1:05am

Mon June 18, 2012
Europe

Locals Fear Venice Becoming 'A Big Shopping Center'

Originally published on Wed June 20, 2012 1:45 pm

As Italy tries to fight its way out of a full-blown recession, the state and local governments are coming up with creative — and some say questionable — sources of revenue.

The latest example comes from Venice, where Benetton, the trendy Italian clothing-maker, is poised to put the city's first shopping mall right on the Grand Canal. Residents are up in arms, but officials say deals like these keep the lagoon city afloat.

A new development plan calls for Dutch architect Rem Koolhaas to overhaul the Fontego dei Tedeschi, a medieval warehouse that once bore frescoes by Titian and Giorgione.

It overlooks the Rialto Bridge and the city's oldest open-air market. Merchants here are exasperated.

Francesco Vianello has run a fruit and vegetable stall for 47 years.

"Whether you're for it or against it, the powerful are going to get what they want anyway," he says. "Just wait and see: In a few years, there won't be anyone left here. Ten years ago, there were twice as many vendors in this market. Now, small businesses are fleeing."

Billed As An Economic Asset

Benetton officials defend the economics of the shopping-mall project.

"Which alternative should be possible ... realistically?" company spokesman Federico Sartor says. "The idea is to have economic activity because economic activity is a positive asset for the city — to have something that is working, making money, that is giving 400 new jobs."

Benetton is not the first fashion house to step in to "save" one of Italy's crumbling monuments.

Last year, Tod's, the Italian luxury leather-goods company, signed a $36 million deal to restore the Colosseum when the city of Rome came up short.

But what's happening in Venice is different. Recently the owners of Gucci, Prada and Benetton have all restored historic buildings here.

But unlike the Colosseum, which still belongs to Rome, in Venice these buildings now belong to Gucci, Prada and Benetton.

"Everything becomes: How much do you pay?" says Paolo Lanapoppi, with the Venice chapter of Italia Nostra, a nonprofit dedicated to protecting Italian heritage. He says deep pockets don't have to consider things like added value for the public good, especially during the euro crisis.

"The problem is if you look at Venice during the last 20 years, you see that it's slowly being transformed into a big shopping center for foreigners," he says. "Last year we had 30 million — 30 million — tourists ... 89,000 per day in a city of 60,000."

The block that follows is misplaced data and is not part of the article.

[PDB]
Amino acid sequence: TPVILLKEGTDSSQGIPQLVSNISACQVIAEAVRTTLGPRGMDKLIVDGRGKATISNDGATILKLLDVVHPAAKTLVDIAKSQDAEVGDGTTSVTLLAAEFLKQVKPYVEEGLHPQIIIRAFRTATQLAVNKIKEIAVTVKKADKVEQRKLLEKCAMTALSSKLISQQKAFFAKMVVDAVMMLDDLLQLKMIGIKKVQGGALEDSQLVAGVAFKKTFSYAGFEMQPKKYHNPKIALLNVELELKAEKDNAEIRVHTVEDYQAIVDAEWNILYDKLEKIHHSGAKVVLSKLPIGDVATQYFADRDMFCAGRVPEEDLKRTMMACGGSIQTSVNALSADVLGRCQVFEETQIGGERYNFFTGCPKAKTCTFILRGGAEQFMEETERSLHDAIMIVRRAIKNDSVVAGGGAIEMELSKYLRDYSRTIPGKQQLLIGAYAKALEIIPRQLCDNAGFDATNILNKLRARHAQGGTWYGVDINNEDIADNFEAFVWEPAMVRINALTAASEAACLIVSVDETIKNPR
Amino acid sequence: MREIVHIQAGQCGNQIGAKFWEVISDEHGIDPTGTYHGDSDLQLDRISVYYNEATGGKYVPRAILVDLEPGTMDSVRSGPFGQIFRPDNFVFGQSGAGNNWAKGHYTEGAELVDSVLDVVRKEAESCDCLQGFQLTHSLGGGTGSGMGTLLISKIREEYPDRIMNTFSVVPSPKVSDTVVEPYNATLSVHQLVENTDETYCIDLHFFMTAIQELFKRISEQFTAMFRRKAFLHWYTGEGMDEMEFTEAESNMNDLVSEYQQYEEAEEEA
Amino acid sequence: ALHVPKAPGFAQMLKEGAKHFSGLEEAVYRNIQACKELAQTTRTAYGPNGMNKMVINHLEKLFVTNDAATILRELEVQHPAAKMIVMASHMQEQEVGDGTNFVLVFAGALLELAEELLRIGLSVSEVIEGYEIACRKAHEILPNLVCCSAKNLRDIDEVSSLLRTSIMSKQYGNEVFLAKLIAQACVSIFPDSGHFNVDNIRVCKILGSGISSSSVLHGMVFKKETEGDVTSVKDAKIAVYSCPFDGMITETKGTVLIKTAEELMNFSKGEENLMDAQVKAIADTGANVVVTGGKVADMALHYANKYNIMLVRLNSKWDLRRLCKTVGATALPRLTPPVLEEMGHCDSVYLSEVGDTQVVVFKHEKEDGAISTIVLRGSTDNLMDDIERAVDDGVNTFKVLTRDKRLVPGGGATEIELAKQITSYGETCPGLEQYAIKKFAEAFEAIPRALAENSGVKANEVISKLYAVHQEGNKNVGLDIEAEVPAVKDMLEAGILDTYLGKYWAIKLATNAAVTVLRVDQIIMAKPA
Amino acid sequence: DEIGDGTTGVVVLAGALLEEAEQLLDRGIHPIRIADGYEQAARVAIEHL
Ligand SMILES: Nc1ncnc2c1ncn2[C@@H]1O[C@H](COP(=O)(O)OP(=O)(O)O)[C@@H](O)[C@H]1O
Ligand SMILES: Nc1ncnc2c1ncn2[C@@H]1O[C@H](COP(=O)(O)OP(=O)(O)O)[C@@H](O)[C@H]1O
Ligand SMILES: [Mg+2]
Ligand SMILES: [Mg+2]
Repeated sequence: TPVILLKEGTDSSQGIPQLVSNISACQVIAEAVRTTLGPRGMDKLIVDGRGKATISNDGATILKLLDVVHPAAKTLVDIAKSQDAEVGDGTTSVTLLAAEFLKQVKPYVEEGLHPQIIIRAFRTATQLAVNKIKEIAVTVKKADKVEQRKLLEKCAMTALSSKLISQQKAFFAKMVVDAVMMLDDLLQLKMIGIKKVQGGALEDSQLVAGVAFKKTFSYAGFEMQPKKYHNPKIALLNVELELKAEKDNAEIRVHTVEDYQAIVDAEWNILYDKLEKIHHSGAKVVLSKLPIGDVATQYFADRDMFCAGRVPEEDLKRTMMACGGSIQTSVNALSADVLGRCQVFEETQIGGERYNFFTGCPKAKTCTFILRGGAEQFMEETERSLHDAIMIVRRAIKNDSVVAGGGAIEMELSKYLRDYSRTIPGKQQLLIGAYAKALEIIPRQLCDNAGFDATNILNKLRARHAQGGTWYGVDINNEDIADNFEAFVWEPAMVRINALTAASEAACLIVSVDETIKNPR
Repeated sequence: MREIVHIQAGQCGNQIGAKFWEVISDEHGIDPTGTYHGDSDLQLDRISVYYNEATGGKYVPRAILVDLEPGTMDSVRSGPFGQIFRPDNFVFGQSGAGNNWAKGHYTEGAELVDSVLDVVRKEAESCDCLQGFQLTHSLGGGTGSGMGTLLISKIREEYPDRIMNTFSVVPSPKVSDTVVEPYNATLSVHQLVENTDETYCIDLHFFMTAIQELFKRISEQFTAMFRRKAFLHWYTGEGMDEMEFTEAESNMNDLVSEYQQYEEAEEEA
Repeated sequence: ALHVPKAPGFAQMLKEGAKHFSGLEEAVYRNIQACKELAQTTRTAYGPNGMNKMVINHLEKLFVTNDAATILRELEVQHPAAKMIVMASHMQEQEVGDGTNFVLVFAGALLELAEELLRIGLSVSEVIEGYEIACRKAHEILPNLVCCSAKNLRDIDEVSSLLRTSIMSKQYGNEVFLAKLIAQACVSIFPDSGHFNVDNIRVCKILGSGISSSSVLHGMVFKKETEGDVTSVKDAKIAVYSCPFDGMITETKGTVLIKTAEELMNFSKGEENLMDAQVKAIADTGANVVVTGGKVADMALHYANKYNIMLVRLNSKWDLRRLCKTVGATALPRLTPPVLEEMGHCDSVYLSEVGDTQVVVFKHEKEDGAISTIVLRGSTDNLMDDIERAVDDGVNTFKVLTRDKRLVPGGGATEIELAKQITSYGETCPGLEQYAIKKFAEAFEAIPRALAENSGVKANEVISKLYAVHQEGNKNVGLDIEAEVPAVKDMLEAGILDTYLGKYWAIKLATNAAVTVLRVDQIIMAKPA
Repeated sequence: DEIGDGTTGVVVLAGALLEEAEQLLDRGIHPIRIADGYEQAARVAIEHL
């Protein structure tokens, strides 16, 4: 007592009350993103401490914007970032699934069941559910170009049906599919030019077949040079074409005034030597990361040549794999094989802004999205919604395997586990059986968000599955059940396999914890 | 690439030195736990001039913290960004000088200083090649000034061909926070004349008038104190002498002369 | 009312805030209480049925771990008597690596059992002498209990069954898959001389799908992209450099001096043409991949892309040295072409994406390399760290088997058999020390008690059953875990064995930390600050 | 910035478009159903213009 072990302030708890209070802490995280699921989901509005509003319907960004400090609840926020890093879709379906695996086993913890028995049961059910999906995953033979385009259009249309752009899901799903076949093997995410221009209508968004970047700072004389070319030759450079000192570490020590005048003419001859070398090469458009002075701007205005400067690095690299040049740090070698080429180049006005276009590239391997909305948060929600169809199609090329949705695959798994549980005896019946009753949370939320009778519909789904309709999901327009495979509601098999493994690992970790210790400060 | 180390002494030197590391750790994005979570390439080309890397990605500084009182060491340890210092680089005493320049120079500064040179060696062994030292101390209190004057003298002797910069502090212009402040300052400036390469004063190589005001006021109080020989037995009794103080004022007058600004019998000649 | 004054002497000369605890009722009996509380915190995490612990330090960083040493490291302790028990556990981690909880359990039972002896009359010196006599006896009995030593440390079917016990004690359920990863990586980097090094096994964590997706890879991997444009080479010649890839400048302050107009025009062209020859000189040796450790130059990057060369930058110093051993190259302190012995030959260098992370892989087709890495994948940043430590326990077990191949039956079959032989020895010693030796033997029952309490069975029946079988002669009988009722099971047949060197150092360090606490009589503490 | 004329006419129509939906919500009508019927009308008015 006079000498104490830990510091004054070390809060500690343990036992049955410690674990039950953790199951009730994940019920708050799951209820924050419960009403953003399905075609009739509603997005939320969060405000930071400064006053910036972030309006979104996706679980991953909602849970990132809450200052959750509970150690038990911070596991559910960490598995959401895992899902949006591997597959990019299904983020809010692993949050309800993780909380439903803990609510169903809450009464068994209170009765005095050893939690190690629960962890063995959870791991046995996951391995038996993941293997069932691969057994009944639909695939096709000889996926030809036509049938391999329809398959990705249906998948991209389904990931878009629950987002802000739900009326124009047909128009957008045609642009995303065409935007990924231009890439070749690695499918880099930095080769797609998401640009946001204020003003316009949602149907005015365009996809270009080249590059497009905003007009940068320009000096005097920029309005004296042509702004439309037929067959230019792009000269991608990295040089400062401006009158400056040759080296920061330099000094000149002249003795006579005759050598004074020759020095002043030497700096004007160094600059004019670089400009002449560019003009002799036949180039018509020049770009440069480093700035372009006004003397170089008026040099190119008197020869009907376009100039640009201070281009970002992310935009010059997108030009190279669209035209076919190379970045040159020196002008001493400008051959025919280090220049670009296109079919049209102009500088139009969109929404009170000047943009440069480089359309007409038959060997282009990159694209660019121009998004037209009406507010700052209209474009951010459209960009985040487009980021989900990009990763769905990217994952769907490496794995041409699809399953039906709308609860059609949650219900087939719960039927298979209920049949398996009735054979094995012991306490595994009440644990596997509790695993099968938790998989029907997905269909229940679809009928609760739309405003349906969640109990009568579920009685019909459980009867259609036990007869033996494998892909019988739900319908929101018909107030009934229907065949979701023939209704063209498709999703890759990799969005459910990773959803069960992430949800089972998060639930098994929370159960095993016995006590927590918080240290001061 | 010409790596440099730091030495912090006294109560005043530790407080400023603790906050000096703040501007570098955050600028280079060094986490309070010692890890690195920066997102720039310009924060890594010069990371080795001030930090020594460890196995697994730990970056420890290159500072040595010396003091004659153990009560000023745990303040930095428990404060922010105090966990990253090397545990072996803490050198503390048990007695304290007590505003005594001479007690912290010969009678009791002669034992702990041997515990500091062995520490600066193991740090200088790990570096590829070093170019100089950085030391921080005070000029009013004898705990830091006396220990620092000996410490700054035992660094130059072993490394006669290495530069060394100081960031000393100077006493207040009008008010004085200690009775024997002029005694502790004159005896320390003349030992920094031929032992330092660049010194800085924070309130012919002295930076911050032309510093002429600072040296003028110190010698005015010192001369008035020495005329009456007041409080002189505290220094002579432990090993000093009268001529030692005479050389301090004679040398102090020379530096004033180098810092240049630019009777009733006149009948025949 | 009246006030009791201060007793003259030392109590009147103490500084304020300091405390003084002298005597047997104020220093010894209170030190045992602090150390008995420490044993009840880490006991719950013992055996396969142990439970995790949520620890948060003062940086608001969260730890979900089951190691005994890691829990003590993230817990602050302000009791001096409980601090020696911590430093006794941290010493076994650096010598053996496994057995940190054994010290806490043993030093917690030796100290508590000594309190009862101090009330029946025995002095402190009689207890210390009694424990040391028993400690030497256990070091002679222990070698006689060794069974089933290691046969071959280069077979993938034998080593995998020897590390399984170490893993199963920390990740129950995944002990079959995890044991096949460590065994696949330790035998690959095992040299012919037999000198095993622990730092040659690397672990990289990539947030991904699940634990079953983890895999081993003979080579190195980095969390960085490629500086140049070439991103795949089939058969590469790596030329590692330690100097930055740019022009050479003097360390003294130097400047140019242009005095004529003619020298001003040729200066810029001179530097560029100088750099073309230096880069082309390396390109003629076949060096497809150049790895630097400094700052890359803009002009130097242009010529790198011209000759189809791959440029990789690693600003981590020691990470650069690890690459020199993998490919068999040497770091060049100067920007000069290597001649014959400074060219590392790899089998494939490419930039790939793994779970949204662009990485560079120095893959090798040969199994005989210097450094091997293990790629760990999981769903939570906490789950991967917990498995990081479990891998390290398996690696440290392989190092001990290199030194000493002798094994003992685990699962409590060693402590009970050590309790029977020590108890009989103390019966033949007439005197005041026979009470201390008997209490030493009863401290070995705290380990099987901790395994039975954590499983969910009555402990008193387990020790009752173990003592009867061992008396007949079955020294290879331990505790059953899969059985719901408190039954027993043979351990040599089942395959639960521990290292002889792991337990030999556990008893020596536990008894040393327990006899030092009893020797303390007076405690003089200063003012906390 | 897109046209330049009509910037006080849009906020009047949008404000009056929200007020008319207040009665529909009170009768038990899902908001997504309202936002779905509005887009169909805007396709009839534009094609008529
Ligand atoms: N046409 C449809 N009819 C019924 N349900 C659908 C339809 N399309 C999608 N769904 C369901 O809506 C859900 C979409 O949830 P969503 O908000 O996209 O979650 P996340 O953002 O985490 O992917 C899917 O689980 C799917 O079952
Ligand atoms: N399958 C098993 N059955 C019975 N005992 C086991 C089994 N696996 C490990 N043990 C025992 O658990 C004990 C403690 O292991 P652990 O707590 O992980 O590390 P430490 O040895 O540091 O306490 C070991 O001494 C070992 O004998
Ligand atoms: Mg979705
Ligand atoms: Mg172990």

A Population Plunge

Just 30 years ago, the population of Venice was 120,000 — twice what it is today, and the steady plunge shows no signs of slowing.

Critics like Lanapoppi argue that the euro crisis is a red herring. The real issue, they say, is that Venice relentlessly caters to tourists' needs while locals watch the city they knew vanish.

"And this is really a problem," says city councilwoman Camilla Seibezzi.

She says tourism has gotten out of control in Venice. But even she is in favor of the Benetton project because, she says, it's the only economically feasible option at a time when the government is under heavy pressure from international creditors to cut city budgets and use the savings to help pay back billions of dollars in loans.

A Growing Unease

"We have a very big problem in Italy and especially in Venice," Seibezzi says, "because to preserve the heritage costs so, so much. But this is not a good excuse. In a couple of years we will have nothing else to sell. So what are we going to do?"

Seibezzi would like to see more resources devoted to other industries that would foster a sustainable way of life. But tourism has the strongest lobbies.

In the meantime, Seibezzi says she's working to make sure Benetton and architect Koolhaas respect the historic integrity of the building.

Stopping the project, she says, won't halt the exodus of citizens or stem the rise of tourism.

But there's a growing unease in Venice and the rest of Italy over what further compromises might be in store for a country unaccustomed to change — but forced to face it.

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Transcript

POST-BROADCAST CLARIFICATION: This story neglected to mention that the Italian Culture Ministry had weighed in on the debate. The ministry rejected elements of architect Rem Koolhaas' design and sent it back to Benetton for revisions, which are under way.

STEVE INSKEEP, HOST: